Lifeline is a proprietary project, however there are some open-source concepts that I will discuss here.
Following the design lab final project, Aerobit, we had learned a lot about heart rate monitoring (and actually vowed to never do it again). However, when searching for senior project opportunities, we noticed a heart rate monitor project that was corporate sponsored. Corporate sponsorship means little to no funding concerns, and based on our previous experience we knew we could pull it off. So, we decided to give it a shot. Unfortunately, most of the fun stuff (wireless charging protocols, power saving magic, etc.) is proprietary, but the heart rate monitoring algorithm that I wrote is based on multiple open-source algorithms and is therefore open.
Heart rate monitoring 102
I feel like rule #1 of engineering is "if you want to do something, someone else has probably already tried." There's no doubt that engineering rests on combining the work of others. That's how we got the formulas we got, by leaning on previous researchers' and tinkerers' work. The heart rate monitor is no exception.
The easiest place to start is with an open platform. With the prevalence of hobby electronics nowadays, there's almost always an Open Hardware platform that you can build on. In our case, this was the light pulse sensor from World Famous Electronics. It works based off an ambient light sensor and an LED to read reflection/refraction rates. This data then gets transferred via an analog signal to the microcontroller and can be read from there.
Now, I would be lying if I said it didn't take me much more time than it should have to do my research on this. Particularly, many thresholding and moving threshold strategies simply don't work with this sensor. This is because ambient light sensors adjust to the amount of light in the room and change based on the small fluctuations in light. This means that if you try and read the peak (R) via a threshold, you're going to have a bad time as soon as the lights turn on.
Another thing to note is that complicated algorithms fail. Simplicity means consistency, and consistency is important when you're trying to read heart rate real time. One of the concerns is that we wanted to read the heart rate in the minimum amount of time possible to save power, and this means that if you count one too many or one too few, the heart rate could be off (in our case) by up to 20 BPM. There's a pretty big difference between 50 BPM and 70 BPM when it comes to catching medical emergencies.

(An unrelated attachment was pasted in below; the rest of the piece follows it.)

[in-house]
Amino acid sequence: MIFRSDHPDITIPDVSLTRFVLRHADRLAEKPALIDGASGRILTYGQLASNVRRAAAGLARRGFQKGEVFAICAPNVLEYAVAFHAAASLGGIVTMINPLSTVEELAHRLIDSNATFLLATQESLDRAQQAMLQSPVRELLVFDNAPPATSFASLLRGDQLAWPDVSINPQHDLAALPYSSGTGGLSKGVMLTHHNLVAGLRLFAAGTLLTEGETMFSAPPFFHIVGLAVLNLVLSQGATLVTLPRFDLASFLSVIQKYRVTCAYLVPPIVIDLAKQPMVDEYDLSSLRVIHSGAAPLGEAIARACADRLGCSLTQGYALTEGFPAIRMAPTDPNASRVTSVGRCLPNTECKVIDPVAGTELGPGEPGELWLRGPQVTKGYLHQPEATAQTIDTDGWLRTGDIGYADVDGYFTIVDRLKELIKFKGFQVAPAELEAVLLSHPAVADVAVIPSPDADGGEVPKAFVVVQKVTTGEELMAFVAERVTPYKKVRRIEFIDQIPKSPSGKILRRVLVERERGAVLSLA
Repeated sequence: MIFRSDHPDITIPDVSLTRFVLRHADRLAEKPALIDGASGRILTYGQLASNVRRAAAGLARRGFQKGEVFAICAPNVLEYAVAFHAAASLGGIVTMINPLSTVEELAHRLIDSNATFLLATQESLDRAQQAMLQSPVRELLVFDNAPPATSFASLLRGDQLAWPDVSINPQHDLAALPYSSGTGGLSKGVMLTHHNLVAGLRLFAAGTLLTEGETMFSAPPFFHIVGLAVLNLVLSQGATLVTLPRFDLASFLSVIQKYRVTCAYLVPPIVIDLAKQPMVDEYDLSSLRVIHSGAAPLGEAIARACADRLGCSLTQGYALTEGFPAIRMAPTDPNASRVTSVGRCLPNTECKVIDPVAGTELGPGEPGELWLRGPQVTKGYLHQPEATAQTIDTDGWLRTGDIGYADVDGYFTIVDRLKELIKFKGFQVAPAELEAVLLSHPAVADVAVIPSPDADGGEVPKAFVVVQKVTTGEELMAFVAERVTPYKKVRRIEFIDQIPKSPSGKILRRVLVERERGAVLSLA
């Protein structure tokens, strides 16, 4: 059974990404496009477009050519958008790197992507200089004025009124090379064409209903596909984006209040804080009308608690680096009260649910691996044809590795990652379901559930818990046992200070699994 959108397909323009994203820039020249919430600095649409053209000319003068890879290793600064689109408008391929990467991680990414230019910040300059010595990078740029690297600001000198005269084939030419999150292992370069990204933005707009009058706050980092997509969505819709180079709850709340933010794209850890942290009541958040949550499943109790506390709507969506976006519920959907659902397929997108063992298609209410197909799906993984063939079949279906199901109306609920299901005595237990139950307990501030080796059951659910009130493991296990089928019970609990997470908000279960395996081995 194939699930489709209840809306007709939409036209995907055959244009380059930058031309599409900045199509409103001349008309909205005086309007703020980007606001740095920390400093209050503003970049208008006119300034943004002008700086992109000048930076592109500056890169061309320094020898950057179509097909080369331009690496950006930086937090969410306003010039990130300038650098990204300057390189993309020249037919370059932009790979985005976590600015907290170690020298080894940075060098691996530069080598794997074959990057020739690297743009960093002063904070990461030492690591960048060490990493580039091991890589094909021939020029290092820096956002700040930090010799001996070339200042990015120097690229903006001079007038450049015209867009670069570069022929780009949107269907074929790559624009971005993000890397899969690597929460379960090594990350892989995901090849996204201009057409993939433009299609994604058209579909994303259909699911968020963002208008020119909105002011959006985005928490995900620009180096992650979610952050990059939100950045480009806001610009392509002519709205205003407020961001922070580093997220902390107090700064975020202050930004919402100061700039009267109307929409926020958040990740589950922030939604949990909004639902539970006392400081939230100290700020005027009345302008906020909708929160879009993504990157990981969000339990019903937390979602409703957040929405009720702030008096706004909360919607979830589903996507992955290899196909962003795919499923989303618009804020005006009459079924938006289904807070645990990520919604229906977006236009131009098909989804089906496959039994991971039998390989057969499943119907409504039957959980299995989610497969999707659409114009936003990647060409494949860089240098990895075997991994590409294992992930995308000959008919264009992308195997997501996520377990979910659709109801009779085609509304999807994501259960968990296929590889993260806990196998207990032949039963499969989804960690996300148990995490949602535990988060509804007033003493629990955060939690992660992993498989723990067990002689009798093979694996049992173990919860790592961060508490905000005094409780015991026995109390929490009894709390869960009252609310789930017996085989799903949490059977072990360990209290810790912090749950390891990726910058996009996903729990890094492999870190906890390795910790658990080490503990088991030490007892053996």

To read pulse fast, you can't really just "count the beats." If you count, you really need 60 seconds to get an accurate pulse measurement. Anything else and you're going to be off. However, by reading the IBI (Inter-Beat Interval), you can get a pulse in 2 seconds tops. The IBI also provides a great filtering mechanism. By setting a threshold AND waiting for a certain percentage of the IBI to pass, you can successfully read the peak of a beat more often than not.
This algorithm, a double threshold (time and amplitude) approach was our final one. However, there are quick improvements to be made if you can spare the power cost. Mainly, instead of just reading 2 beats and taking the pulse from the IBI, reading 6 beats and taking the middle IBI would be much more accurate. This is 3 times the readings and therefore 3 times the power consumption however. More data means more accuracy, but everything comes with a cost.
All in all, getting to and adjusting this approach was an extremely difficult portion of the project. The human body is noisy to say the least, but that presents more fun problems to solve!
Despite being one of the most stressful projects of my life, this project taught me an immense amount about all of the little things that go into doing projects on a large scale. Quite simply, this wasn't a fun pet project or a 2-3 week final project, it was a large-scale project with large-scale deadlines. It's also not the project itself that kills you, it's the little things like documentation and debugging that take up all of the time. At the end of the day, I'll be the first to admit that this project was more-or-less a failure, but the lessons learned for both us and our sponsors were immense.